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The walls of General Eberhart’s office were devoid of trappings. Her filing cabinet was a simple hand-me-down she’d requisitioned from an abandoned camp, and her desk was metal and lacked the ornate designs that many of the officers favored. In fact, the only thing of any elaboration was her chalkboard, with a frame of fine, polished wood. Not that it mattered. Chalk dust covered the entirety of the board, right down to a list of troop deployments: notes as to how many troops were available, how long it would take them to reach Hague, and a tiny reminder to pick up cheese and sausage on her way home.
If I get to go home tonight, Eberhart thought to herself. The Britannian’s message had made it clear they intended to take the city by whatever means necessary.
Her orders were also clear. Put up a fight. Surrender wasn’t an option, and this was her town.
The Prussians couldn’t let that blasted dragon queen trample their country the way she had manipulated España into an alliance.
“General?” A young man knocked on her office door and saluted.
“Lieutenant—at ease.” She turned away from the chalkboard. If luck smiled on them, then perhaps the Britannians were only bluffing with their threats to take Hague. “What is the news?”
“Scouts have spotted a small Britannian fleet headed our way. They have pterosaurs. It seems they are preparing to launch an air strike against the coast.” His eyes darted from the general to the chalkboard.
She sighed. If there were pterosaurs, then it was a safe bet that Buford was launching this attack.
Which meant they weren’t bluffing. She had hoped she would have more time to prepare her defenses. Maybe even reason with the man. After all, they had no proof the prince was involved in the princess’s murder.
But orders were orders, and they also had no proof to suggest the prince wasn’t involved.
The lieutenant bit his lip. “Should I prep a shuttle to your airship, sir?”
Eberhart shook her head. “No. I need to coordinate an expedited arrival of reinforcements.” She paused. “Please inform Captain Jansink that I entrust the defense of Hague to him for the time being.”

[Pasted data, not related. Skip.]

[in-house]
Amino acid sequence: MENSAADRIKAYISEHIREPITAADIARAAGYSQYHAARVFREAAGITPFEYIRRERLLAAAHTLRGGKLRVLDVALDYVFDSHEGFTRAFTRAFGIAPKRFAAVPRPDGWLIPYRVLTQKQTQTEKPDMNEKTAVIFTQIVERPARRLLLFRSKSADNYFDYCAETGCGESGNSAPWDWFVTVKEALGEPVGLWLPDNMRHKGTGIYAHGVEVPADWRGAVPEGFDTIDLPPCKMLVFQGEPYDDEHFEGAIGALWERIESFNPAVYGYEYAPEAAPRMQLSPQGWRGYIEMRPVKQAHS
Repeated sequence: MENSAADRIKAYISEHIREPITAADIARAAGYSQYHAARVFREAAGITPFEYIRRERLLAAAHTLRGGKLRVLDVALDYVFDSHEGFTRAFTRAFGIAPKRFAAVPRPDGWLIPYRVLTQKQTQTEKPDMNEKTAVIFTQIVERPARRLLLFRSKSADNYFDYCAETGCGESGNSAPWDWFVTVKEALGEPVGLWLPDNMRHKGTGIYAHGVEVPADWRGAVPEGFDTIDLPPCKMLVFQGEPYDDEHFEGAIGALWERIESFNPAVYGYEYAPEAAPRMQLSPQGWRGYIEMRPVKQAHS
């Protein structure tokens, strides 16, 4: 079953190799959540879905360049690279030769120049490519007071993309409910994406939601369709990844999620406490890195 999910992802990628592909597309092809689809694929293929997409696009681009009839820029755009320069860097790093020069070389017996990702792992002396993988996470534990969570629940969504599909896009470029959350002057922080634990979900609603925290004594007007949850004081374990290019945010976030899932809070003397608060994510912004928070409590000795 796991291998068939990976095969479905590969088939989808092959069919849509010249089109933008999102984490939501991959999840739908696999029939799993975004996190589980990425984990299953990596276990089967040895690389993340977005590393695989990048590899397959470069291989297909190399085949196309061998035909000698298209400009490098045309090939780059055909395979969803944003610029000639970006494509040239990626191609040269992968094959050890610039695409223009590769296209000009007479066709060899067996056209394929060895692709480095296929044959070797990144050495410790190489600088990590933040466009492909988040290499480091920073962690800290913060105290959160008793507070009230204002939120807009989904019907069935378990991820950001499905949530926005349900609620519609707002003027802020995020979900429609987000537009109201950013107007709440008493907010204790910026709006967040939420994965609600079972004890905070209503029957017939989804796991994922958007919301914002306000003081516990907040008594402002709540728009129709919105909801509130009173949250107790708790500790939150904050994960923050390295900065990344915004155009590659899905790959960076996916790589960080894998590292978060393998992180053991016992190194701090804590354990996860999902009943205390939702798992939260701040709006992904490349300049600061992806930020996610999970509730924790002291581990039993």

“Yes, sir.” The lieutenant saluted.
“Dismissed.” She turned back to her chalkboard and frowned. She wouldn’t be making it home tonight. “Oh… lieutenant?”
“If you could bring me a block of cheese and crackers from the mess hall, I would appreciate it.” She forced a smile, and the lieutenant saluted yet again before hurrying out the door.
She sighed. Might as well have him bring her dinner.
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Several steam-powered transport ships cruised toward Hague, water lapping softly against their hulls. The afternoon sun shone overhead, bleak, nary a cloud in sight. For now, the only thing on the horizon was sea and sky.
On deck, riders prepared their pterosaurs for the battle. They fed and watered the creatures, then let them fly circles overhead to stretch their wings. Once their chores were complete, the riders checked the straps of their pterosaur’s harnesses and equipped the instruments of war.
Trish rubbed her arms fiercely. Never mind the hot sun, the uniform under her flight jacket felt itchy and damp. She eyed the crate next to her pterosaur. Shivers ran down her spine, and from the feeling her drake returned, her pterosaur wasn’t terribly happy about its contents either. Inside the wooden crate, nested in a pile of straw and sawdust, sat three spherical bombs with capped fuses, four revolver cylinders, and a revolver with a hefty noise-reducing barrel.
Trish fidgeted, remembering her first, ill-fated lesson as a rider. So much for “a pterosaur’s primary offensive is its elongated jaw and hook-like teeth.”
The pterosaur butted her head against Trish’s shoulder. She turned a reptilian eye toward the crate and let out a low rumble of concurrence.
No, nothing about the crate was pleasant.
Trish turned away from the crate to find Colonel Pearson behind her. He was dressed the same as her, in a brown leather flight jacket over the red uniform of the Britannian army. The flight patch of his rider’s unit was embroidered on his sleeve. He had a gun in the holster at his side, and his black boots were polished.
She glanced up to his face. Concern showed in his eyes, reflecting the gray-blue of the ocean. She swallowed hard. She had only completed her flight assessment yesterday.
Pearson tipped his fingers to his forehead. “I want to run over a few basics with you before we take flight. I realize this is a bit soon.”
Trish nodded quickly, a lump in her throat. Sure, she wanted to be a rider. She would protect her team. But…
Was this really necessary? So what if a prince had run off with his bodyguard? Did anyone actually like Princess Cassandra? She probably didn’t deserve to die, but did that mean everyone else had to risk their lives for something that had already happened?
“Thanks, sir,” she whispered. Hesitantly, she added, “I’m sorry. I don’t have any idea how to use these.” She gestured to the crate. “Are you sure I should be carrying them?”
“The bombs are simple enough. If you’re instructed to use one, pull the cap on the fuse. Doing so will ignite it, and—this is important—toss the blasted thing. Don’t hold onto it if you wish to continue serving your queen.”
A tiny, nervous giggle escaped from Trish’s lips. “If I’m instructed? Does that mean we’ll be able to communicate?”